California lawmakers and advocacy groups are ramping up efforts to win national monument designation for four scenic vistas in the state, from vast stretches of the Mojave Desert to redwood stands along the Pacific Coast Highway to canyons and mountains near the state's famous wine country.

The designation typically takes lands already owned by the government and walls them off from new mining, roads and power lines. Recreational activities such as hunting, fishing, hiking and horseback riding are commonly allowed, though each national monument has its own dos and don'ts.

Supporters of the proposed monuments in California are pursuing two paths. The first is through legislation. Many Republicans are wary, though. So, supporters are also placing greater emphasis on Plan B: Executive action from President Barack Obama. The narrowing window for that option is adding urgency to their efforts.

Presidents have the authority to designate new national monuments through the Antiquities Act, and Obama has approved 16 so far, including three more last week. California groups took notice.

"We think that's exciting, and we merit the same consideration in the near term," said Bob Schneider, senior policy director for Tuleyome, a conservation group that seeks to preserve 360,000 acres in northern California as a national monument.

The group has worked with Democratic U.S. Rep. Mike Thompson, who has filed bills in three consecutive congressional sessions calling for what would be named the Berryessa Snow Mountain National Monument. In December, he brought in Interior Secretary Sally Jewell for a tour and to hear from local residents.

"The majority party is not willing to participate in the debate," Thompson said. "If the president is willing, I'm all for him protecting the land through an executive order."

Many of the communities in Thompson's district support his efforts. One local chamber of commerce projected that a national monument designation would generate an additional $50 million in economic activity in the subsequent five years though increased visitors. But another local chamber has fretted that a national monument designation could impose additional requirements on already overburdened agencies with no guarantee of additional resources.

Any national monuments legislation moving through the House would likely have to go first through a subcommittee chaired by Republican U.S. Rep. Tom McClintock of California. He's clearly skeptical.

"The Republicans want to preserve and enhance the public's right to enjoy the public's land. Democrats are seeking to further restrict public access," McClintock said. "That's the fundamental, core issue."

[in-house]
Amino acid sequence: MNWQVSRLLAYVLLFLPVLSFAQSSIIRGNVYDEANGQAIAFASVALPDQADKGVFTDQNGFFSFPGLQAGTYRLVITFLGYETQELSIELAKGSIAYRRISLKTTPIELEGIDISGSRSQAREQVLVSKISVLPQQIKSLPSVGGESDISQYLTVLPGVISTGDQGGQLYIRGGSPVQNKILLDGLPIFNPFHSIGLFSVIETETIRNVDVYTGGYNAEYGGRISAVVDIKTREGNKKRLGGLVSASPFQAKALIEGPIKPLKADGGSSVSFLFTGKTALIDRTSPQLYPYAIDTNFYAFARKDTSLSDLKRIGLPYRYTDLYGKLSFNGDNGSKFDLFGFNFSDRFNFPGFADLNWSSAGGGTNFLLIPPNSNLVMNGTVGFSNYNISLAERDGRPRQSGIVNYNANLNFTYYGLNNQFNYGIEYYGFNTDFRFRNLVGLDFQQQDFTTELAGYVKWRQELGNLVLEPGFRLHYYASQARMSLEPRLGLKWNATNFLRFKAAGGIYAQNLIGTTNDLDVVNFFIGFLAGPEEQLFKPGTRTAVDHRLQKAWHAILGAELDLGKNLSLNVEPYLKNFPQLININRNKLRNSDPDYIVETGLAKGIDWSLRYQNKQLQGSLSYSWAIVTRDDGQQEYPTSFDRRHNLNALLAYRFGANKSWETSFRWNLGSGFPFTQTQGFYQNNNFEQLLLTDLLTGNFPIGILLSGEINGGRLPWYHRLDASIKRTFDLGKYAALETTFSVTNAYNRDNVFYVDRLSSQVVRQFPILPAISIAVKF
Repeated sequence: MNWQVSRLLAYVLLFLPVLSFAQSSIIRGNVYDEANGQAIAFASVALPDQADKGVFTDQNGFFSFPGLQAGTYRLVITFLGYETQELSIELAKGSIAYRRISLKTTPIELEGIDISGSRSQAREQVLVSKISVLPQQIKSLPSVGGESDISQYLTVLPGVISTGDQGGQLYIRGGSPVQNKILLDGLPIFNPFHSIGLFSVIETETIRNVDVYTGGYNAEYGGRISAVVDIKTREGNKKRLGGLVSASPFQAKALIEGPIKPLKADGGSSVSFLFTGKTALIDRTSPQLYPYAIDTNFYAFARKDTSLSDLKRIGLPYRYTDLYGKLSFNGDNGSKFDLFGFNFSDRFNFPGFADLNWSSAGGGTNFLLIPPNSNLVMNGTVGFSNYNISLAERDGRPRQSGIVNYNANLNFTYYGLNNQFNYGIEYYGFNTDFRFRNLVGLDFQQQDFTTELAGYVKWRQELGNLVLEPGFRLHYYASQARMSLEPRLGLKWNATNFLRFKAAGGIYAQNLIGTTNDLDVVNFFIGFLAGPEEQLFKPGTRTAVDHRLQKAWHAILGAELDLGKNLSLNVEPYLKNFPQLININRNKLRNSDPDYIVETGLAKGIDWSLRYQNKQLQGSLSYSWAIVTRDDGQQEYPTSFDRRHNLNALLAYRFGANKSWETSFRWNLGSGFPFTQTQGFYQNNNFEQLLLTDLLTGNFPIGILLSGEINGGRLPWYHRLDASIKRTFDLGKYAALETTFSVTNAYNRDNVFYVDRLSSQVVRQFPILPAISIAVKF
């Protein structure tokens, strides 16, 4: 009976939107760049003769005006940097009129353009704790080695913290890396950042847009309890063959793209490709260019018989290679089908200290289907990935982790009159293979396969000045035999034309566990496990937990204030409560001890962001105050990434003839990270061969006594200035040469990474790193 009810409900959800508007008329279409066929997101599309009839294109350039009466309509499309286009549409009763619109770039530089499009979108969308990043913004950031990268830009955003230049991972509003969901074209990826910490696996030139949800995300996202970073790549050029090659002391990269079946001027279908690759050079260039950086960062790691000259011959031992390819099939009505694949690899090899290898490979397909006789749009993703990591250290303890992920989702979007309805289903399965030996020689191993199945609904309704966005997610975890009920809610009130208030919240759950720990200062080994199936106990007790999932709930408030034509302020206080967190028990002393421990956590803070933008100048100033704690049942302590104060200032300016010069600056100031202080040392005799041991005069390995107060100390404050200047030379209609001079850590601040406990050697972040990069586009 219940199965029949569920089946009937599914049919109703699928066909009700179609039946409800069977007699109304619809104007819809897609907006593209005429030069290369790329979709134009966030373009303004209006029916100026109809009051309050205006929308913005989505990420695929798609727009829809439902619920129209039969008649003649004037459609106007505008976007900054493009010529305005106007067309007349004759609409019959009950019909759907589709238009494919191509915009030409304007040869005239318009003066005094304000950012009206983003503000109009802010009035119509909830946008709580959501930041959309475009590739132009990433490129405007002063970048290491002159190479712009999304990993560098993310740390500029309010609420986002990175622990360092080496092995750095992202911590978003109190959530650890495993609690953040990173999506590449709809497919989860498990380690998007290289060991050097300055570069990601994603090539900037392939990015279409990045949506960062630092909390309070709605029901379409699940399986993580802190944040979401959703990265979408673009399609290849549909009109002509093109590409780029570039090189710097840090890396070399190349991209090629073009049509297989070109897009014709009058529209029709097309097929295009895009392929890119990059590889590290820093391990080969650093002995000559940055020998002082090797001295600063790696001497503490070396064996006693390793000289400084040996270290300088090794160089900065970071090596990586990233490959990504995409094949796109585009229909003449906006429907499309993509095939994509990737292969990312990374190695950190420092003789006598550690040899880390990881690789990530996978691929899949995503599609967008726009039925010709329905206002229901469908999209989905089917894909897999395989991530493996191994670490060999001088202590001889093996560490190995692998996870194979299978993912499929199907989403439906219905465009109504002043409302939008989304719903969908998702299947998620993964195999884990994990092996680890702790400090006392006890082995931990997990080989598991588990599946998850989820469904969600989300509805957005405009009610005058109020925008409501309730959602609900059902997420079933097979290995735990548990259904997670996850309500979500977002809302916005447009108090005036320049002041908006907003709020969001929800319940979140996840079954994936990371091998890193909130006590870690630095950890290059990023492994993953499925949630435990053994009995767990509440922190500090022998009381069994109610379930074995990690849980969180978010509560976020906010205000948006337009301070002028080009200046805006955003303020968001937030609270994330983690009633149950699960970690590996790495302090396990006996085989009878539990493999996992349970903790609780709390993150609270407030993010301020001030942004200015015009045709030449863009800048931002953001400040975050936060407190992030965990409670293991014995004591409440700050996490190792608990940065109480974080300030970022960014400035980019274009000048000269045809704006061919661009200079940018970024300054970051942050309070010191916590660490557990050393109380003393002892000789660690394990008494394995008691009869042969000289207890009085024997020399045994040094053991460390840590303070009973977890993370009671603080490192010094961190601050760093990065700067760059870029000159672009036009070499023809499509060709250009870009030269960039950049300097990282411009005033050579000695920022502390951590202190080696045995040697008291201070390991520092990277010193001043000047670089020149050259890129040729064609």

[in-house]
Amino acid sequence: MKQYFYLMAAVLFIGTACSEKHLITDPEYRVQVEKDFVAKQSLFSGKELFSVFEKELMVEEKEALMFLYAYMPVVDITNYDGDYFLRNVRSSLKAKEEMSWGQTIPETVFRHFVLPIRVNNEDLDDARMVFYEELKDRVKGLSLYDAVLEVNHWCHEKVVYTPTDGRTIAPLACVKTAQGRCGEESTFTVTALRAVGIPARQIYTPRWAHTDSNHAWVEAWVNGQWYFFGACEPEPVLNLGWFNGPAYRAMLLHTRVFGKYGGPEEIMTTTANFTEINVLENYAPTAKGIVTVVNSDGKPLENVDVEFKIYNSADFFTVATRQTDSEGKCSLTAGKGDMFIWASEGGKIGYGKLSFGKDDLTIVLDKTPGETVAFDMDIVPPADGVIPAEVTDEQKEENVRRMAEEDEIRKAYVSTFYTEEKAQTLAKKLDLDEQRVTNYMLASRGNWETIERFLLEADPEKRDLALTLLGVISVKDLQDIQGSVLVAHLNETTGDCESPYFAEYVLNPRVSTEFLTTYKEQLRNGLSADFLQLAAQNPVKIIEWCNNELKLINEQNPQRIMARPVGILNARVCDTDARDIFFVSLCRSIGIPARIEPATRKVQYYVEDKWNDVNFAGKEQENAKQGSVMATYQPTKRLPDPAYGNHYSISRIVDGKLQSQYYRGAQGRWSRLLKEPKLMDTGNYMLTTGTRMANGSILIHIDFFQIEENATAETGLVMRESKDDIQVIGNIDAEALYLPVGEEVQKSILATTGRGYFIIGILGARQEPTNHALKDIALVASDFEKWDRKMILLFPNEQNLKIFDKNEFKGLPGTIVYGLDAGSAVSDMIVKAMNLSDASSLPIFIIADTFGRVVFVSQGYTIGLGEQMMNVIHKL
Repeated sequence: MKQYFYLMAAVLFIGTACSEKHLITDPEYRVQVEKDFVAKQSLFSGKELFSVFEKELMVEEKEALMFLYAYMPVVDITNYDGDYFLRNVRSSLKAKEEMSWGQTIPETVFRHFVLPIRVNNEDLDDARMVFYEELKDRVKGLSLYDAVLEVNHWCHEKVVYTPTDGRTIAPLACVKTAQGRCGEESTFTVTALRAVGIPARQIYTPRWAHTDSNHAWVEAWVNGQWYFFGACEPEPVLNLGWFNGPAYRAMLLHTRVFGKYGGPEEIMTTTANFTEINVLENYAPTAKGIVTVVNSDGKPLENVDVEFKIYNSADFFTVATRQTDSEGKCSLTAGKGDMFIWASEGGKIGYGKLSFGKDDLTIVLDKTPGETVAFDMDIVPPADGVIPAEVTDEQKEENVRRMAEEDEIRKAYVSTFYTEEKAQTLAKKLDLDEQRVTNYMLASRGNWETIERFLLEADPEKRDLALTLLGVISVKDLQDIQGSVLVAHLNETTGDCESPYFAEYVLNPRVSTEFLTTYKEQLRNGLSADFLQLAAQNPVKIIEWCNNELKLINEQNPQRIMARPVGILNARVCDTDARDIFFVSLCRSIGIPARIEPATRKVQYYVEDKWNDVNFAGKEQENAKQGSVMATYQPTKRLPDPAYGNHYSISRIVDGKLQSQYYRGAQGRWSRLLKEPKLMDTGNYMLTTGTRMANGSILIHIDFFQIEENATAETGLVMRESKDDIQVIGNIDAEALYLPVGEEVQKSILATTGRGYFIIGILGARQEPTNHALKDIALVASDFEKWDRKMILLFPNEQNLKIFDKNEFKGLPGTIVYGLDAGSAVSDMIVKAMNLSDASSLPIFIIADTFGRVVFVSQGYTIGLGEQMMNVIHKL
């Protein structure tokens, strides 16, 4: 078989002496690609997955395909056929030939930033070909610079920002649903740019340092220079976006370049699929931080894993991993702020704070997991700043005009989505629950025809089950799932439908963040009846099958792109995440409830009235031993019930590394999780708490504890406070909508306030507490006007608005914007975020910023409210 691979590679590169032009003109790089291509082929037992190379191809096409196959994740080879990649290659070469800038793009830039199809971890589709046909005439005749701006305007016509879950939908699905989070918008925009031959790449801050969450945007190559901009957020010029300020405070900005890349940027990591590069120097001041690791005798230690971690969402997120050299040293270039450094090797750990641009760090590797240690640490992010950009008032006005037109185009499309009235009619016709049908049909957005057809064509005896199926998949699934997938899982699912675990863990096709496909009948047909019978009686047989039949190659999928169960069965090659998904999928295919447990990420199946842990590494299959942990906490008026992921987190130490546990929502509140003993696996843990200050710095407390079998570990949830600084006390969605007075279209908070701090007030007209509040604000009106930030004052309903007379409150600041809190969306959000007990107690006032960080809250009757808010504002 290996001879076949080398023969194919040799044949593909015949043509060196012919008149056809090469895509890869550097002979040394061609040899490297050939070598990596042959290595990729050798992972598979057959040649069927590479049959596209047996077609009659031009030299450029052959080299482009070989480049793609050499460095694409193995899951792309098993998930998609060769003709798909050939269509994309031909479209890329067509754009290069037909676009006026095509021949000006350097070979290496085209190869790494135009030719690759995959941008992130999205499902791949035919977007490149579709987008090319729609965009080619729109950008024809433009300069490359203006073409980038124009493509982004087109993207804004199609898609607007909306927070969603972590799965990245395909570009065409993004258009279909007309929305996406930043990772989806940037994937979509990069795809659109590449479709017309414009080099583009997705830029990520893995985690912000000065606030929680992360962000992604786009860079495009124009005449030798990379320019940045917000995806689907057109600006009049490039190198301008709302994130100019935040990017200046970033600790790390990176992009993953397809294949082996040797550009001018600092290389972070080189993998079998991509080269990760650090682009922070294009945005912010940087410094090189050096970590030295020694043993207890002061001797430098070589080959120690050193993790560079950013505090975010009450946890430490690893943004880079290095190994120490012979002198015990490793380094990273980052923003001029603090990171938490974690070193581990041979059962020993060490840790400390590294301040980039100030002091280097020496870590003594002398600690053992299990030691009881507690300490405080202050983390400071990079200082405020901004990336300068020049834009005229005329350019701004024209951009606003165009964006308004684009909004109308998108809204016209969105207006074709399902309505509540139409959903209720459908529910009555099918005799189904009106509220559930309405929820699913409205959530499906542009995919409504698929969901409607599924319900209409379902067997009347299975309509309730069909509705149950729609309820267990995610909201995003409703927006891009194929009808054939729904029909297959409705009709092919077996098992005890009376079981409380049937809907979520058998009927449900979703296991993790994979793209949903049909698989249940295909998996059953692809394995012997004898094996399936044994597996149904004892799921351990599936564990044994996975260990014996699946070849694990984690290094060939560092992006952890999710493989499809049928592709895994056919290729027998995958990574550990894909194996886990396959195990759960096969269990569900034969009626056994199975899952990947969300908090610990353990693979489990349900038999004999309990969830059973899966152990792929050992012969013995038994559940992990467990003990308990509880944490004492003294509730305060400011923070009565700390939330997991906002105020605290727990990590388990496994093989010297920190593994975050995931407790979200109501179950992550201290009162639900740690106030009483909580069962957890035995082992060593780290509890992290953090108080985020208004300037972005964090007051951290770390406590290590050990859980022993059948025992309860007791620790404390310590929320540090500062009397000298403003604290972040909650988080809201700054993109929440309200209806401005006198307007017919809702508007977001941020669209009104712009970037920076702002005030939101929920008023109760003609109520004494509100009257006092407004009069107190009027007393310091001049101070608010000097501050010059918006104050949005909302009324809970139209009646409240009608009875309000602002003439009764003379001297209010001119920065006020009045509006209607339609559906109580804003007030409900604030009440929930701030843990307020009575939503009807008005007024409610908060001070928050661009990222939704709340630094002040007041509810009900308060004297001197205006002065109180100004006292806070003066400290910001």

Like Thompson, Sen. Dianne Feinstein also is getting restless. She first proposed legislation in 2009 calling for two new national monuments in the Mojave and Sonoran deserts and reintroduced a version of the bill in early February. Feinstein favors legislative action, but she said in an emailed statement that executive action may be necessary if the bill stalls.

Feinstein, a Democrat, said she would prefer the legislative route because an executive order would simply create two new national monuments while her legislation includes more land for national parks, wilderness and off-highway recreation. Numerous compromises crafted over the years would be lost.

The Wildlands Conservancy helped the federal government acquire large segments of both proposed monuments in Feinstein's bill through donations of money and land. The group was delighted when Jewell visited the proposed Sand to Snow National Monument last year and a vehicle in her security detail had to stop to let a bighorn sheep cross the road.

"You can't beat that," said David Myers, the organization's executive director.

Interior Department spokeswoman Jessica Kershaw declined to directly answer whether Jewell has recommended that the president use his executive authority on any of the four California projects. But she said Jewell regularly briefs the president on her travels and has talked to him about "the local vision for conservation around the Berryessa Snow Mountain Region."

Kershaw also noted that the Obama administration has testified in favor of Feinstein's legislation back in 2010 and Thompson's legislation in 2013.

McClintock says an executive order creating any monuments in California would be "a complete overreach" by the president and an abuse of the Antiquities Act, which was designed to protect small archaeological sites from looting.

The newest and smallest of the proposed national monuments is in Silicon Valley's backyard, near Santa Cruz. The 5,800 acres were acquired by various foundations and donated to the U.S. Bureau of Land Management just last year.

At a public rally two weeks ago, nearly 1,500 people showed up, stunning organizers who called the event the launch of their campaign, not the conclusion.

Bruce Babbitt, the former Interior secretary under President Bill Clinton, was the guest speaker.

"Half the town was there," Babbitt said. "It seemed to me an excellent statement to President Obama of community support. Congress has a chance to act. If it doesn't, all the more reason for President Obama to step in."